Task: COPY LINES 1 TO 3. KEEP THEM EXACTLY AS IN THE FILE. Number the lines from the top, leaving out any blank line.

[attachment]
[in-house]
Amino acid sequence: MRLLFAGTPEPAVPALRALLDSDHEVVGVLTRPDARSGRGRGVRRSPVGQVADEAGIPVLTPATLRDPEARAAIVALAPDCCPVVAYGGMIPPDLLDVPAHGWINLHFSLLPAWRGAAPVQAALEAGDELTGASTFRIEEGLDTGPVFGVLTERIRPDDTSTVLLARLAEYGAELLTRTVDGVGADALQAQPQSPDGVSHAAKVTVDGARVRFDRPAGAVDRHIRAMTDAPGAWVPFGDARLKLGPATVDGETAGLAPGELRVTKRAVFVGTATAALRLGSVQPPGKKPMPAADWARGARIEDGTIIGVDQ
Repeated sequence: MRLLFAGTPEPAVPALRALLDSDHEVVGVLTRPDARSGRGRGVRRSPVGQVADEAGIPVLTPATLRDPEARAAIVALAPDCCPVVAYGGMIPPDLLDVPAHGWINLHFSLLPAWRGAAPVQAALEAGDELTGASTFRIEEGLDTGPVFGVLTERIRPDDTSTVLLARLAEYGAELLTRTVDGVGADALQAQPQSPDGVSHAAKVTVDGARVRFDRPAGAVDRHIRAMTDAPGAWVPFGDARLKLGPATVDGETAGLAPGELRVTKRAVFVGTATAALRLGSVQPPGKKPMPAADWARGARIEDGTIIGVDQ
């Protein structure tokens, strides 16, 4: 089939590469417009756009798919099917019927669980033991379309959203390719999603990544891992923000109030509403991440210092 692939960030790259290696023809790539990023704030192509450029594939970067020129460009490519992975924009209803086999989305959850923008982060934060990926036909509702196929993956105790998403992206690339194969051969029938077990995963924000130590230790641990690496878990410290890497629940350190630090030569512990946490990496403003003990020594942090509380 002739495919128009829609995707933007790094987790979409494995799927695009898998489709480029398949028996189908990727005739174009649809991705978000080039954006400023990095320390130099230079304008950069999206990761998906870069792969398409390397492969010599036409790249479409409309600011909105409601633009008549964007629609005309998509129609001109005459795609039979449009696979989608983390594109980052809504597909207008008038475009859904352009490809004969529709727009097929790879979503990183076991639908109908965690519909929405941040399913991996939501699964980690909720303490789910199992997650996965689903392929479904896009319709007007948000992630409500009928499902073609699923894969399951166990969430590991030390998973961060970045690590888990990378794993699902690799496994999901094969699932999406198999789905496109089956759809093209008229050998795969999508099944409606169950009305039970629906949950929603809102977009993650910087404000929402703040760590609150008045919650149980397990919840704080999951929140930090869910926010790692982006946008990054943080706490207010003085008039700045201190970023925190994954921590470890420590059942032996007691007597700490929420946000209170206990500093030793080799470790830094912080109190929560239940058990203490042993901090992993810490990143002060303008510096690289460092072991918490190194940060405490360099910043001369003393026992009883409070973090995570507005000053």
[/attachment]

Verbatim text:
[in-house]
Amino acid sequence: MRLLFAGTPEPAVPALRALLDSDHEVVGVLTRPDARSGRGRGVRRSPVGQVADEAGIPVLTPATLRDPEARAAIVALAPDCCPVVAYGGMIPPDLLDVPAHGWINLHFSLLPAWRGAAPVQAALEAGDELTGASTFRIEEGLDTGPVFGVLTERIRPDDTSTVLLARLAEYGAELLTRTVDGVGADALQAQPQSPDGVSHAAKVTVDGARVRFDRPAGAVDRHIRAMTDAPGAWVPFGDARLKLGPATVDGETAGLAPGELRVTKRAVFVGTATAALRLGSVQPPGKKPMPAADWARGARIEDGTIIGVDQ
Repeated sequence: MRLLFAGTPEPAVPALRALLDSDHEVVGVLTRPDARSGRGRGVRRSPVGQVADEAGIPVLTPATLRDPEARAAIVALAPDCCPVVAYGGMIPPDLLDVPAHGWINLHFSLLPAWRGAAPVQAALEAGDELTGASTFRIEEGLDTGPVFGVLTERIRPDDTSTVLLARLAEYGAELLTRTVDGVGADALQAQPQSPDGVSHAAKVTVDGARVRFDRPAGAVDRHIRAMTDAPGAWVPFGDARLKLGPATVDGETAGLAPGELRVTKRAVFVGTATAALRLGSVQPPGKKPMPAADWARGARIEDGTIIGVDQ